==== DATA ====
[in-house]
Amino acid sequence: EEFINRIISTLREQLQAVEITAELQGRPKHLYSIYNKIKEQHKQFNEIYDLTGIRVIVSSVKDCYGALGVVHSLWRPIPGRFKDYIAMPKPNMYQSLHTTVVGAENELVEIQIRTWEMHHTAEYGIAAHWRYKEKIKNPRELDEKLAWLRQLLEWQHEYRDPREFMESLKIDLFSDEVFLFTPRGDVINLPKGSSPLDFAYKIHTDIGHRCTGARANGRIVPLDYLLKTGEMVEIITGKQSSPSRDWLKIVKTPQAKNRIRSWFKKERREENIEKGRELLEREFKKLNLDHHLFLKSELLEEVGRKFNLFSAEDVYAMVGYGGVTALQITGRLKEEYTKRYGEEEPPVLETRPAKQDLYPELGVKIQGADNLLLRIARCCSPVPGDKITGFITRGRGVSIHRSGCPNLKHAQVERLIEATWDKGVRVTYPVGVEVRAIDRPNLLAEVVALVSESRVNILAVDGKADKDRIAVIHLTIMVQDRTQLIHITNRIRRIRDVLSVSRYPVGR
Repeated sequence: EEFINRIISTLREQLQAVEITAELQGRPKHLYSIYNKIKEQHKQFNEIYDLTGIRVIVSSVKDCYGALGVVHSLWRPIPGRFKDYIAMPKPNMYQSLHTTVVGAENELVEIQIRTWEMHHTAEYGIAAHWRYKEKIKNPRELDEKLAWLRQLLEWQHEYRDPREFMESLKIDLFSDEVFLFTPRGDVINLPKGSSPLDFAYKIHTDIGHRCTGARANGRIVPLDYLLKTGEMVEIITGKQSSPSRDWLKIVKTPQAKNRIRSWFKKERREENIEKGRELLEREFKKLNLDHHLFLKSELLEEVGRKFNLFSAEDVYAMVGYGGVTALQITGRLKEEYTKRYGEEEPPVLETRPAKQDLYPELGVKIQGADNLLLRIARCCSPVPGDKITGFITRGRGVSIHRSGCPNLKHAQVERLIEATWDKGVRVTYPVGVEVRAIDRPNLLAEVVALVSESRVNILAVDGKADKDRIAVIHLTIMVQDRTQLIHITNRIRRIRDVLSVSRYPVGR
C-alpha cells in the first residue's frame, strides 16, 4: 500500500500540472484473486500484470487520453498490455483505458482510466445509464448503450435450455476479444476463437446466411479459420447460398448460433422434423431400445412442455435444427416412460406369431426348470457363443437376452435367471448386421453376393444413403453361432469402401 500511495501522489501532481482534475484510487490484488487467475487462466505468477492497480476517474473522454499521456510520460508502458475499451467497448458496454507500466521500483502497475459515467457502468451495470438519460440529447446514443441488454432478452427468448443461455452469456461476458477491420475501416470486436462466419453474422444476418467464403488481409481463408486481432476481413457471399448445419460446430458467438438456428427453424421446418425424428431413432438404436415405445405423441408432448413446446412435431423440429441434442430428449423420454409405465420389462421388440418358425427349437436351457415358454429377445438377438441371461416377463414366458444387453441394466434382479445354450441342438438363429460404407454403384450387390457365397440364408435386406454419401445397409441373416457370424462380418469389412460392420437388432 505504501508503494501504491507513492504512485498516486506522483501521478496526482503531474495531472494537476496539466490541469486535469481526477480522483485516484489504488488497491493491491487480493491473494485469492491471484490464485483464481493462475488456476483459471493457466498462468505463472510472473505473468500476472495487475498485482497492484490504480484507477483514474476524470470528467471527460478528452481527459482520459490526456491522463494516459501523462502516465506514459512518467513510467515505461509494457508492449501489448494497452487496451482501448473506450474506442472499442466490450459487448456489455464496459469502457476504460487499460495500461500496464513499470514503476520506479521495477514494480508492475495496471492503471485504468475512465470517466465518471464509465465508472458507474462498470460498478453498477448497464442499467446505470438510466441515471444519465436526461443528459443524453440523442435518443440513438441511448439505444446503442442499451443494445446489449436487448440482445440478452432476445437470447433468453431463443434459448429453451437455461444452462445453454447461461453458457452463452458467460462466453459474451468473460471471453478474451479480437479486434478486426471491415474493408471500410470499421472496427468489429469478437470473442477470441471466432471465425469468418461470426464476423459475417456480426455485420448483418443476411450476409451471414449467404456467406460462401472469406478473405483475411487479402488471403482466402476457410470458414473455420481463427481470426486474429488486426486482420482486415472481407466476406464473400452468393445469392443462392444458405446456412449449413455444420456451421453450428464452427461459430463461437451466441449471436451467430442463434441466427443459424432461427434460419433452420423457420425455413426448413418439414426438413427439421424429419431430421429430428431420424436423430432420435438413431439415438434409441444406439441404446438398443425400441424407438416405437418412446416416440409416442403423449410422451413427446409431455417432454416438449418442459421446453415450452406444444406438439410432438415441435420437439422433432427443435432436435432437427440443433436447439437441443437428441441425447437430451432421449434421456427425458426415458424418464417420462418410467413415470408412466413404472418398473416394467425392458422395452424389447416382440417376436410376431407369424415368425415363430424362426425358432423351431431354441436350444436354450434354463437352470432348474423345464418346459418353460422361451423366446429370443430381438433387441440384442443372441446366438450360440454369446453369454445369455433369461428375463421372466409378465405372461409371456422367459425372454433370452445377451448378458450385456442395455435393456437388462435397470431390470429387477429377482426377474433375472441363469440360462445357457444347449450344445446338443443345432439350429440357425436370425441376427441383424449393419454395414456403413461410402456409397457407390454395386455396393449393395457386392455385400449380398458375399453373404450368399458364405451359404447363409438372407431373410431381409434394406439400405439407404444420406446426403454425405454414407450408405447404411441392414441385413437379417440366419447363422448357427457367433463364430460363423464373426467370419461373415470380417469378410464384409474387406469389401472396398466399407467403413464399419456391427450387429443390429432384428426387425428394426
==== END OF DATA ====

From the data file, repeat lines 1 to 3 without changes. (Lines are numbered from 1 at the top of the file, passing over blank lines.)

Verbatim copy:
[in-house]
Amino acid sequence: EEFINRIISTLREQLQAVEITAELQGRPKHLYSIYNKIKEQHKQFNEIYDLTGIRVIVSSVKDCYGALGVVHSLWRPIPGRFKDYIAMPKPNMYQSLHTTVVGAENELVEIQIRTWEMHHTAEYGIAAHWRYKEKIKNPRELDEKLAWLRQLLEWQHEYRDPREFMESLKIDLFSDEVFLFTPRGDVINLPKGSSPLDFAYKIHTDIGHRCTGARANGRIVPLDYLLKTGEMVEIITGKQSSPSRDWLKIVKTPQAKNRIRSWFKKERREENIEKGRELLEREFKKLNLDHHLFLKSELLEEVGRKFNLFSAEDVYAMVGYGGVTALQITGRLKEEYTKRYGEEEPPVLETRPAKQDLYPELGVKIQGADNLLLRIARCCSPVPGDKITGFITRGRGVSIHRSGCPNLKHAQVERLIEATWDKGVRVTYPVGVEVRAIDRPNLLAEVVALVSESRVNILAVDGKADKDRIAVIHLTIMVQDRTQLIHITNRIRRIRDVLSVSRYPVGR
Repeated sequence: EEFINRIISTLREQLQAVEITAELQGRPKHLYSIYNKIKEQHKQFNEIYDLTGIRVIVSSVKDCYGALGVVHSLWRPIPGRFKDYIAMPKPNMYQSLHTTVVGAENELVEIQIRTWEMHHTAEYGIAAHWRYKEKIKNPRELDEKLAWLRQLLEWQHEYRDPREFMESLKIDLFSDEVFLFTPRGDVINLPKGSSPLDFAYKIHTDIGHRCTGARANGRIVPLDYLLKTGEMVEIITGKQSSPSRDWLKIVKTPQAKNRIRSWFKKERREENIEKGRELLEREFKKLNLDHHLFLKSELLEEVGRKFNLFSAEDVYAMVGYGGVTALQITGRLKEEYTKRYGEEEPPVLETRPAKQDLYPELGVKIQGADNLLLRIARCCSPVPGDKITGFITRGRGVSIHRSGCPNLKHAQVERLIEATWDKGVRVTYPVGVEVRAIDRPNLLAEVVALVSESRVNILAVDGKADKDRIAVIHLTIMVQDRTQLIHITNRIRRIRDVLSVSRYPVGR